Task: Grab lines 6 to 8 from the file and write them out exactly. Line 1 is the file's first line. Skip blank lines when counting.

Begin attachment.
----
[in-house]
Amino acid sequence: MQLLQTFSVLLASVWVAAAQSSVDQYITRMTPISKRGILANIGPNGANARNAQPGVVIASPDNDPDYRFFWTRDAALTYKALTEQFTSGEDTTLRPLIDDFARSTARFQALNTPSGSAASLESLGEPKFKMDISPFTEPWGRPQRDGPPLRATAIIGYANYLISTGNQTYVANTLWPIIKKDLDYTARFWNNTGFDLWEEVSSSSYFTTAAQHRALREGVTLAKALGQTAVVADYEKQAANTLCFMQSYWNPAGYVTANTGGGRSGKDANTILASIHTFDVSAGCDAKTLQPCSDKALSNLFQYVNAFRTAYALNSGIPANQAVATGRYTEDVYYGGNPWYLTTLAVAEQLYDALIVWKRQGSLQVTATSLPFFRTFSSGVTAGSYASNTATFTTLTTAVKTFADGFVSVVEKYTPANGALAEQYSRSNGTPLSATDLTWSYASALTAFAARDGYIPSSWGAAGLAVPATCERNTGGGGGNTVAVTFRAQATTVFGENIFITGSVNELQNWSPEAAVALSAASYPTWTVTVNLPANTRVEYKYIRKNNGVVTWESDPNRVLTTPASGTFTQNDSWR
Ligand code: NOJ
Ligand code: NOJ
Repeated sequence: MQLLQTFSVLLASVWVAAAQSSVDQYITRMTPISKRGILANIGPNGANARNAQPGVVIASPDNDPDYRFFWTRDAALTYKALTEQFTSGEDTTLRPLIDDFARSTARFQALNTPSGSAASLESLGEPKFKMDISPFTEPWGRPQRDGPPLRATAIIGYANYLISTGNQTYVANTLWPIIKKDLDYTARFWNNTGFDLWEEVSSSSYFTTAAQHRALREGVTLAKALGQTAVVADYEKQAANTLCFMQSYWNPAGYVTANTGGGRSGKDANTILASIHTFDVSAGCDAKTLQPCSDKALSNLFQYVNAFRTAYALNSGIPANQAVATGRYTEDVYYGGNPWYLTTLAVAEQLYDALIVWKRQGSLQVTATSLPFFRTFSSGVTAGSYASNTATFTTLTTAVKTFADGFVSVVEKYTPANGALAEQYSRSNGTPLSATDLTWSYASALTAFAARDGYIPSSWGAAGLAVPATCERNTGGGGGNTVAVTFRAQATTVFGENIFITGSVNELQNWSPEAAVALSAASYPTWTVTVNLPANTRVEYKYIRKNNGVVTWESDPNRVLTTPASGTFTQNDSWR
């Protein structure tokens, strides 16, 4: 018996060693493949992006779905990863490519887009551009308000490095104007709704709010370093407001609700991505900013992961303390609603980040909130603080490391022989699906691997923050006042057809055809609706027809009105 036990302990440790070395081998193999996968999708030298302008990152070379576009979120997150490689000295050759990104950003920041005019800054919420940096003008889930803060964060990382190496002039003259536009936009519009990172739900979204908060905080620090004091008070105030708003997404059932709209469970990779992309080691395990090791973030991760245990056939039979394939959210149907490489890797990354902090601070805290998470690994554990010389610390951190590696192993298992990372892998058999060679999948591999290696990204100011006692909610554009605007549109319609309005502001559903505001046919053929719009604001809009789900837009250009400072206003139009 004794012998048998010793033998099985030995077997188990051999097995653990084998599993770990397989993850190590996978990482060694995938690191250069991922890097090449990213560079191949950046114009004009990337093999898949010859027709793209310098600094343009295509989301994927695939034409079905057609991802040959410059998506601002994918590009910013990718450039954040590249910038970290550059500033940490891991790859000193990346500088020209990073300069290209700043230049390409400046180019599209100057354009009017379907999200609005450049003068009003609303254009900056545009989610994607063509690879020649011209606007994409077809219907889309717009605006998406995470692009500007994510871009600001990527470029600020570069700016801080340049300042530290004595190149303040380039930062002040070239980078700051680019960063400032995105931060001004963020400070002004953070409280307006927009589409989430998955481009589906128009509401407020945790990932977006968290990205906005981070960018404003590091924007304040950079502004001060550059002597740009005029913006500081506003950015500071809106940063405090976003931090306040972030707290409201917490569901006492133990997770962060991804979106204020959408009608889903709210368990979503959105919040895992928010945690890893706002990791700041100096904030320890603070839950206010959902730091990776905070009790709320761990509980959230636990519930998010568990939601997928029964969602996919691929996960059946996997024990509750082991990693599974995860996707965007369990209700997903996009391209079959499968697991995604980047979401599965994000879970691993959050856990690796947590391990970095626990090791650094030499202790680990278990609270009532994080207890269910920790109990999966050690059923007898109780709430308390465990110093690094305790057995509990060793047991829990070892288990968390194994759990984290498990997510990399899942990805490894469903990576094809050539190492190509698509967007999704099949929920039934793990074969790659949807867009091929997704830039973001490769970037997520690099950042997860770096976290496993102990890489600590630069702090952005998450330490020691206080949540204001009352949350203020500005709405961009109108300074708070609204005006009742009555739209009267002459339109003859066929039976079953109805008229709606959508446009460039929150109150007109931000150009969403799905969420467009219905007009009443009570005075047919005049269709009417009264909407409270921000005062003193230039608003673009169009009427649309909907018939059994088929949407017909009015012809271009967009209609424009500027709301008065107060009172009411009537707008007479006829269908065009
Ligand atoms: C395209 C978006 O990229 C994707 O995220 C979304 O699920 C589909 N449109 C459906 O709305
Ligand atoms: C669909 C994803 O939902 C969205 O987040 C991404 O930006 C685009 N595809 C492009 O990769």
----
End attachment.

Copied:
């Protein structure tokens, strides 16, 4: 018996060693493949992006779905990863490519887009551009308000490095104007709704709010370093407001609700991505900013992961303390609603980040909130603080490391022989699906691997923050006042057809055809609706027809009105 036990302990440790070395081998193999996968999708030298302008990152070379576009979120997150490689000295050759990104950003920041005019800054919420940096003008889930803060964060990382190496002039003259536009936009519009990172739900979204908060905080620090004091008070105030708003997404059932709209469970990779992309080691395990090791973030991760245990056939039979394939959210149907490489890797990354902090601070805290998470690994554990010389610390951190590696192993298992990372892998058999060679999948591999290696990204100011006692909610554009605007549109319609309005502001559903505001046919053929719009604001809009789900837009250009400072206003139009 004794012998048998010793033998099985030995077997188990051999097995653990084998599993770990397989993850190590996978990482060694995938690191250069991922890097090449990213560079191949950046114009004009990337093999898949010859027709793209310098600094343009295509989301994927695939034409079905057609991802040959410059998506601002994918590009910013990718450039954040590249910038970290550059500033940490891991790859000193990346500088020209990073300069290209700043230049390409400046180019599209100057354009009017379907999200609005450049003068009003609303254009900056545009989610994607063509690879020649011209606007994409077809219907889309717009605006998406995470692009500007994510871009600001990527470029600020570069700016801080340049300042530290004595190149303040380039930062002040070239980078700051680019960063400032995105931060001004963020400070002004953070409280307006927009589409989430998955481009589906128009509401407020945790990932977006968290990205906005981070960018404003590091924007304040950079502004001060550059002597740009005029913006500081506003950015500071809106940063405090976003931090306040972030707290409201917490569901006492133990997770962060991804979106204020959408009608889903709210368990979503959105919040895992928010945690890893706002990791700041100096904030320890603070839950206010959902730091990776905070009790709320761990509980959230636990519930998010568990939601997928029964969602996919691929996960059946996997024990509750082991990693599974995860996707965007369990209700997903996009391209079959499968697991995604980047979401599965994000879970691993959050856990690796947590391990970095626990090791650094030499202790680990278990609270009532994080207890269910920790109990999966050690059923007898109780709430308390465990110093690094305790057995509990060793047991829990070892288990968390194994759990984290498990997510990399899942990805490894469903990576094809050539190492190509698509967007999704099949929920039934793990074969790659949807867009091929997704830039973001490769970037997520690099950042997860770096976290496993102990890489600590630069702090952005998450330490020691206080949540204001009352949350203020500005709405961009109108300074708070609204005006009742009555739209009267002459339109003859066929039976079953109805008229709606959508446009460039929150109150007109931000150009969403799905969420467009219905007009009443009570005075047919005049269709009417009264909407409270921000005062003193230039608003673009169009009427649309909907018939059994088929949407017909009015012809271009967009209609424009500027709301008065107060009172009411009537707008007479006829269908065009
Ligand atoms: C395209 C978006 O990229 C994707 O995220 C979304 O699920 C589909 N449109 C459906 O709305
Ligand atoms: C669909 C994803 O939902 C969205 O987040 C991404 O930006 C685009 N595809 C492009 O990769």